Will Hutton backs Iraqi trade union rights

Will Hutton examines the Euston Manifesto and includes the following perceptive comment on why the liberal press has ignored the rise of the new Iraqi labour movement. Hutton says – Because Iraqi reconstruction has been a fiasco, the liberal temptation is to side intellectually with the insurgents. But, for example, trade unions are forbidden to organise in the Iraqi public sector because of the Saddam Hussein ban still in force; the comment pages of the liberal press are hardly full of articles insisting that the Iraq government entrenches union rights. Little space is given to arguments about the wider importance … Continue reading Will Hutton backs Iraqi trade union rights

Second-hand mobile phone solidarity

The TUC has launched an appeal for unions and their members to pass on their used mobile phones to the Iraqi trade union movement as an act of second-hand solidarity. Unions representing workers in Iraq and Iraqi Kurdistan face incredible challenges in defending working people and rebuilding democracy. One of their requests for solidarity from British trade unionists is the provision of mobile phones – crucial for any union organiser these days, but especially in Iraq where travel can be dangerous and landlines aren’t sufficiently reliable or widespread. But mobile phones can be expensive to buy in Iraq (and UK … Continue reading Second-hand mobile phone solidarity

International trade union movement lambasts interference in Iraqi union affairs

The ICFTU has protested to the Iraqi Prime Minister about his governments labour laws. Mr. Prime Minister, the ICFTU strongly objects against this inordinate interference in the designation of the leadership of the IFTU. Dictating to a union how to organise its leadership elections, and whom not to include in it, is a blatant violation of International Labour Organisation (ILO) Convention 87 on Freedom of Association. Although Iraq did not ratify this convention, it has an obligation as an ILO member to respect the principles enshrined in it. I therefore strongly urge you to ensure that the IFTU benefits of … Continue reading International trade union movement lambasts interference in Iraqi union affairs

Mandela Adviser Seeks Iraqi National Reconciliation

Nelson Mandelas former legal adviser Nicholas Haysom has spent much of the last year attempting to teach the Iraqi political classes about South Africas reconciliation process. The 1991 SA peace accord was signed by 26 political parties and organisations in the face of increasing violence. He is now attempting to replicate this form of settlement in Baghdad. (David Spector)

The Euston Manifesto

The Euston Manifesto is launched today. It is the product of discussions between a variety of bloggers and activists, including some involved in Labour Friends of Iraq, and proposes a Renewal of Progressive Politics. Its conclusion is that It is vitally important for the future of progressive politics that people of liberal, egalitarian and internationalist outlook should now speak clearly. We must define ourselves against those for whom the entire progressive-democratic agenda has been subordinated to a blanket and simplistic ‘anti-imperialism’ and/or hostility to the current US administration. The values and goals which properly make up that agenda – the … Continue reading The Euston Manifesto

Civil war or Civil Society?

With recent reports concentrating on whether there is/will be/ is not a civil war in Iraq the more obvious benefits of reconstruction tend to be ignored. Here is news about over 600 Community Action Groups throughout Iraq and here is how the Ministry of Higher Education and Scientific research is attempting to bridge the gap in science and technology, which previously separated Saddam’s Iraq from the rest of the world, by sending over 1,000 students to the most prestigious overseas universities to complete their Doctorates. (David Spector)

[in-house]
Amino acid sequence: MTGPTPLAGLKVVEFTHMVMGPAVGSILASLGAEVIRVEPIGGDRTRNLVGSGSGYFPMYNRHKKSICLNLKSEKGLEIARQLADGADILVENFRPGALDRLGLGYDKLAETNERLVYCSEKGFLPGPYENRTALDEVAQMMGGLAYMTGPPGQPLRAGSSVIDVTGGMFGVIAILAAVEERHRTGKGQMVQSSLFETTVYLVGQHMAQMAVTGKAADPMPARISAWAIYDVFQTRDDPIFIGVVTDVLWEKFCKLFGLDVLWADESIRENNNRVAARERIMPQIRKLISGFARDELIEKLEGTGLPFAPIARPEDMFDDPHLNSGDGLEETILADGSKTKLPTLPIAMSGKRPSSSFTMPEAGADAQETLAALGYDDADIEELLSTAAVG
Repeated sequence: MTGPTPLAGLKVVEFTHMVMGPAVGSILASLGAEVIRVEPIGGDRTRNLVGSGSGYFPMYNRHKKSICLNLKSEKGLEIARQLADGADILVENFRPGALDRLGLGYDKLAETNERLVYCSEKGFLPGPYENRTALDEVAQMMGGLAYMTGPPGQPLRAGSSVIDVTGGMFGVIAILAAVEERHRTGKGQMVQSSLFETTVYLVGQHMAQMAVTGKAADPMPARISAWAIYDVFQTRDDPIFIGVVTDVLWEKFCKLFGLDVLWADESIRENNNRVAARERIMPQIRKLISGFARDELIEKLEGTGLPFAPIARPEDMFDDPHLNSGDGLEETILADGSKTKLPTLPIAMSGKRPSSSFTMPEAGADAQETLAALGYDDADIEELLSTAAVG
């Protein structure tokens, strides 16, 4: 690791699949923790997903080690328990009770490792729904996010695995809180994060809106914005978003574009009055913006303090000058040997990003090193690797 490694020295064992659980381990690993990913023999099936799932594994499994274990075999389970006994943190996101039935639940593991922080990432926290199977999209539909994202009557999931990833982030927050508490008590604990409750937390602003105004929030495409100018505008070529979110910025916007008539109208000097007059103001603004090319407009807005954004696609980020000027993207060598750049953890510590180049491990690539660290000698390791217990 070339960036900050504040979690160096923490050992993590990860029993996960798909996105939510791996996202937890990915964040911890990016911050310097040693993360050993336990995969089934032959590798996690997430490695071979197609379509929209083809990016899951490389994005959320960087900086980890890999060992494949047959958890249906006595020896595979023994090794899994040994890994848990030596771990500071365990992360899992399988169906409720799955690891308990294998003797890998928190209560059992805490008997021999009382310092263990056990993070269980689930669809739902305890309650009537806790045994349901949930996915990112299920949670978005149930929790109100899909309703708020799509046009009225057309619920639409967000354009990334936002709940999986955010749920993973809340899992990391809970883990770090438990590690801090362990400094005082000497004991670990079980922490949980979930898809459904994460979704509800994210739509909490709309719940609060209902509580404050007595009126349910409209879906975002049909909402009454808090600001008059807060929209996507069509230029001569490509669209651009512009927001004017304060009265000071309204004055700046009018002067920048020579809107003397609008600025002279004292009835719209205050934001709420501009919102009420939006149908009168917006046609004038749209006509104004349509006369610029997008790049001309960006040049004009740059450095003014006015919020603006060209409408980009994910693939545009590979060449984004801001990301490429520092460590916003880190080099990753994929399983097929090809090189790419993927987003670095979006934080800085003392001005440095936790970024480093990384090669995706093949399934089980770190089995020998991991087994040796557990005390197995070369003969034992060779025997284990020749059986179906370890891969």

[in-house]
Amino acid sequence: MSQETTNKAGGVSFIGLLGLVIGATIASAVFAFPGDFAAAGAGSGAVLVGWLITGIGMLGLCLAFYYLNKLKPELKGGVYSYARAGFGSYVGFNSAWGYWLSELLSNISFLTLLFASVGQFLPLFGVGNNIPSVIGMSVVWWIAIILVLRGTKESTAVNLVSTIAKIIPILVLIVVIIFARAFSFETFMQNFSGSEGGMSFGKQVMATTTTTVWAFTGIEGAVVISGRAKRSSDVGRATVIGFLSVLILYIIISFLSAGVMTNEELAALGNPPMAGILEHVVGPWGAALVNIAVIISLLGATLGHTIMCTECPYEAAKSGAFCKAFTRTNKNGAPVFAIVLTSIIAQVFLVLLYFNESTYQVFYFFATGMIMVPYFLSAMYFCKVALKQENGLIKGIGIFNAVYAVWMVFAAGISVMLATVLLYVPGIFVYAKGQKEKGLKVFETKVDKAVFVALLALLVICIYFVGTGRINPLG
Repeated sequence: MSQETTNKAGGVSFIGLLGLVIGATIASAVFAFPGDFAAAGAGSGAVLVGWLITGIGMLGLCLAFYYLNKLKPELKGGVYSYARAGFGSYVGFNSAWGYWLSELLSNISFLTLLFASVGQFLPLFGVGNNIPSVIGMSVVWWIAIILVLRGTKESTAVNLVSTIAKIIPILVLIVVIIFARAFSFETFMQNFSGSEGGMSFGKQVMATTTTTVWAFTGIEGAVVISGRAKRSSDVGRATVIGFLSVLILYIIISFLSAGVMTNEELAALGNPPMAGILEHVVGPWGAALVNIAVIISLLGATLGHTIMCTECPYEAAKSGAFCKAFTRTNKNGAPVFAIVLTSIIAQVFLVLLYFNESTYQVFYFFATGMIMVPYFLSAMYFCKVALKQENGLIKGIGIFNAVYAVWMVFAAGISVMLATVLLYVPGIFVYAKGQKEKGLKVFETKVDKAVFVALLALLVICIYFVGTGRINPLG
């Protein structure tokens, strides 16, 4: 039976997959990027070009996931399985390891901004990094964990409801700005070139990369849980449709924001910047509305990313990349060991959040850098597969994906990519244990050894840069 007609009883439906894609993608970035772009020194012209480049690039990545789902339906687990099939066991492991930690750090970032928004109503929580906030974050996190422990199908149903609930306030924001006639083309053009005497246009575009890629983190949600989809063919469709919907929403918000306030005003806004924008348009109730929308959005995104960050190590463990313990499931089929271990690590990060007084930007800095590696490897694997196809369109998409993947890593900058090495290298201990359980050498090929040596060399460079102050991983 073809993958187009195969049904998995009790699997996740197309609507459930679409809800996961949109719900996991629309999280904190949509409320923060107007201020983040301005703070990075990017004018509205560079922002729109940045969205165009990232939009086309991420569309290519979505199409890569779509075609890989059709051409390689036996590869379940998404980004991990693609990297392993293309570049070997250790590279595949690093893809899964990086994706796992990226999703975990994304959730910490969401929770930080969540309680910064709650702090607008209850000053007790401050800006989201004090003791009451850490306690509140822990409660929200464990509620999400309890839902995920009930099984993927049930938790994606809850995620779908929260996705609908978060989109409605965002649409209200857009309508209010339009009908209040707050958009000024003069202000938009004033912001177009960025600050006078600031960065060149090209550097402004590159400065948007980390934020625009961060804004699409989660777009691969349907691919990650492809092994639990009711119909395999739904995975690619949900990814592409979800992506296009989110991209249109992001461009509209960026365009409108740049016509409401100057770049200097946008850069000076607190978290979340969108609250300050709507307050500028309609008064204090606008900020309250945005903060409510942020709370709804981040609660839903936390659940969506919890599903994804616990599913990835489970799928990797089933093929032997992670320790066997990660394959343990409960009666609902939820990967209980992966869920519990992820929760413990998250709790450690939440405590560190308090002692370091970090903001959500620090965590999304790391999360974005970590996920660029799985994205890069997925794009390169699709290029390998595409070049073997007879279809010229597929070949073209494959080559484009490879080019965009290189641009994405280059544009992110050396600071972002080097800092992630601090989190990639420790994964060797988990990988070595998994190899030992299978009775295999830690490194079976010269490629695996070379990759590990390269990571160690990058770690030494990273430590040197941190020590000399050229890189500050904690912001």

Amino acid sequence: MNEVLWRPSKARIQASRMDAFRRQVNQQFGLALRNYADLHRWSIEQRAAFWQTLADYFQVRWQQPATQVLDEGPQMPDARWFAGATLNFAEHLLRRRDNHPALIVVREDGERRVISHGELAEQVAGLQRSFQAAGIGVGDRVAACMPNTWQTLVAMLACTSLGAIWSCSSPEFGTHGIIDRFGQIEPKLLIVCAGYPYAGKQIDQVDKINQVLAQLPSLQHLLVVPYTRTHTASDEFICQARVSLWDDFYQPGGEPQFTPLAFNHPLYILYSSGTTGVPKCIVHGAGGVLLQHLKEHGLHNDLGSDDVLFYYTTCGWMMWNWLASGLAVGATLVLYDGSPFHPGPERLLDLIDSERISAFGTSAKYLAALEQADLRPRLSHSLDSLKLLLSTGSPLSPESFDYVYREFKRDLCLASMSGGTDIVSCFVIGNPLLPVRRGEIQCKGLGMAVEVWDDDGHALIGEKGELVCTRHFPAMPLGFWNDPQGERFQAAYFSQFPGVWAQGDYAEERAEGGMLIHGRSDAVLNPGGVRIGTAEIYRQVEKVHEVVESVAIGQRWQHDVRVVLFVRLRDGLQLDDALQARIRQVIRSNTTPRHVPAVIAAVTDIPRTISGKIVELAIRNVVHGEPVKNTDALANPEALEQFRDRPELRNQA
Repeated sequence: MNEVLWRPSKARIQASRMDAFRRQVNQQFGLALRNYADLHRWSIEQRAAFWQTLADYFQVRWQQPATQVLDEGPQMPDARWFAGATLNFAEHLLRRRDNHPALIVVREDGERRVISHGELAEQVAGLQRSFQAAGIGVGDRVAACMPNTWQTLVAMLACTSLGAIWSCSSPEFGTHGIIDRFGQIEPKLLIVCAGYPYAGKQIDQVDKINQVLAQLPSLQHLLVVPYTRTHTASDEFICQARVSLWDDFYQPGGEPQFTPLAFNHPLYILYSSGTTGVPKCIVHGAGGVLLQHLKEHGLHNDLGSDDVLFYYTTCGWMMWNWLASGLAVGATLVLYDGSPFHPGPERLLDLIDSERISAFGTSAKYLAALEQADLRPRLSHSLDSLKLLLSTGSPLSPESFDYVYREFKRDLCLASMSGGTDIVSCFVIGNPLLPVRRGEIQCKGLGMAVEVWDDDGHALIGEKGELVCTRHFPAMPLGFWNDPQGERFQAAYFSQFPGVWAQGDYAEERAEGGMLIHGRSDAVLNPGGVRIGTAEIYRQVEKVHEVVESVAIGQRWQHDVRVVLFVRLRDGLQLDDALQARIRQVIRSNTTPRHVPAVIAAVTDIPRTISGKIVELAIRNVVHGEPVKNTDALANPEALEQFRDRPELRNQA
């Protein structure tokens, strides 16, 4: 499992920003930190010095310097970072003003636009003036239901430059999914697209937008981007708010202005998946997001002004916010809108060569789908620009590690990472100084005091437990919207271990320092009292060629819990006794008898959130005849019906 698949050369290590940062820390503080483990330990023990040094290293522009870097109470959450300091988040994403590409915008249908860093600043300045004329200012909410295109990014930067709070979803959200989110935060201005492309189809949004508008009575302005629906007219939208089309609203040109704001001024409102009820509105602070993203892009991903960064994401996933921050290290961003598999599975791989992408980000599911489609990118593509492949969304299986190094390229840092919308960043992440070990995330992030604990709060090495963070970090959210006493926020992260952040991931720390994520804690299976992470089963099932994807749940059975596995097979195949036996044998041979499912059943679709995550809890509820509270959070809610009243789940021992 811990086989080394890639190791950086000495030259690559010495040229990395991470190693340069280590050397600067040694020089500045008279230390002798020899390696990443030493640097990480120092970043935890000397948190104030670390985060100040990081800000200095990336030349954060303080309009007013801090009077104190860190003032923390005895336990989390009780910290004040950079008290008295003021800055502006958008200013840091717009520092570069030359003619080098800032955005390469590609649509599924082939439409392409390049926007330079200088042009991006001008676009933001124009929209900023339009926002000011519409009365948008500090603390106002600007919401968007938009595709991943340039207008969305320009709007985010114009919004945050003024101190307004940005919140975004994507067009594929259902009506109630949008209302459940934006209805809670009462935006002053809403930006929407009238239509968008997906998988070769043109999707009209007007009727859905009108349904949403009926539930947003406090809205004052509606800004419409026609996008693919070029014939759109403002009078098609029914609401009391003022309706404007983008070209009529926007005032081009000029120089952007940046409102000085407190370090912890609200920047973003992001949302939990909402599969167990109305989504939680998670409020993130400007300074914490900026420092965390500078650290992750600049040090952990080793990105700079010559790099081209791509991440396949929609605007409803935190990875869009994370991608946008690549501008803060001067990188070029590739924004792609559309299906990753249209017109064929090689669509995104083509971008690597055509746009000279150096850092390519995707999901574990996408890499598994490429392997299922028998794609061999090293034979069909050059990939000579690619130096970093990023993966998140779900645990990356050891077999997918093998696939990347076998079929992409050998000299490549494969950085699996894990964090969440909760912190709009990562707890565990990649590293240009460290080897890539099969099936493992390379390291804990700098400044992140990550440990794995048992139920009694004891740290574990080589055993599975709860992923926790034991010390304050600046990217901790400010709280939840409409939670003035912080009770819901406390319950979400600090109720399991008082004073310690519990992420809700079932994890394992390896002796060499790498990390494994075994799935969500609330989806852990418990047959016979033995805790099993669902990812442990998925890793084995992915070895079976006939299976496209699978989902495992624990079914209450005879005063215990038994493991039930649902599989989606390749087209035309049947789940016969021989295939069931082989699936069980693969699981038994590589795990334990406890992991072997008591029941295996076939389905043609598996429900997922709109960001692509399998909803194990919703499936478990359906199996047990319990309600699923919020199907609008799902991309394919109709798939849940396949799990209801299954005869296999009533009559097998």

Nick Cohen on Kember

Nick Cohen examines the Kember affair and concludes the following – Yet at least Kember and his colleagues made a commitment to Iraq. They may have done no good, they may have put better and braver men in danger, yet they strike me as preferable to the majority of European liberals who have sat out the conflict. Civilians are massacred at random: silence. Al-Qaeda hits as many Shia mosques as it can in the hope of provoking a civil war: silence again. No condemnations of barbarism are offered for fear of giving the smallest support to George W Bush and … Continue reading Nick Cohen on Kember

Three Years On…(Continued)

The third anniversary continues to focus pro and anti-invasion views. Here is a review of Iraqi problems and possible solutions, from both sides of the argument. Dlawer Ala’Alduen at openDemocracy argues that Iraq will only become stabilised once Iran and Syria stop attempting to influence the political and military situation. Senator Edward Kennedy argues that President Bush should immediately convene a summit of Iraqi groups and leaders to support the creation of a broad-based national unity government and encourage the leaders to give the highest priorities to the compromises essential to avoid civil war. The Arab League should be encouraged … Continue reading Three Years On…(Continued)

Johann Hari and his critics

Johann Hari of The Independent says that he was terribly wrong to have supported the war in the first place. He tells us that he had a colossal response to this article and cites as a typical response one from Abdulkhaliq Hussein which says Your article in the Independent today, 20/3/2006, was really disappointing to all of your admirers. You let them down. You changed your mind and switched from pro-war to join the anti-war campaigners, means that you gave in bowed to the aggressors. So instead of blaming the terrorists for this mass killing in Iraq at the hand … Continue reading Johann Hari and his critics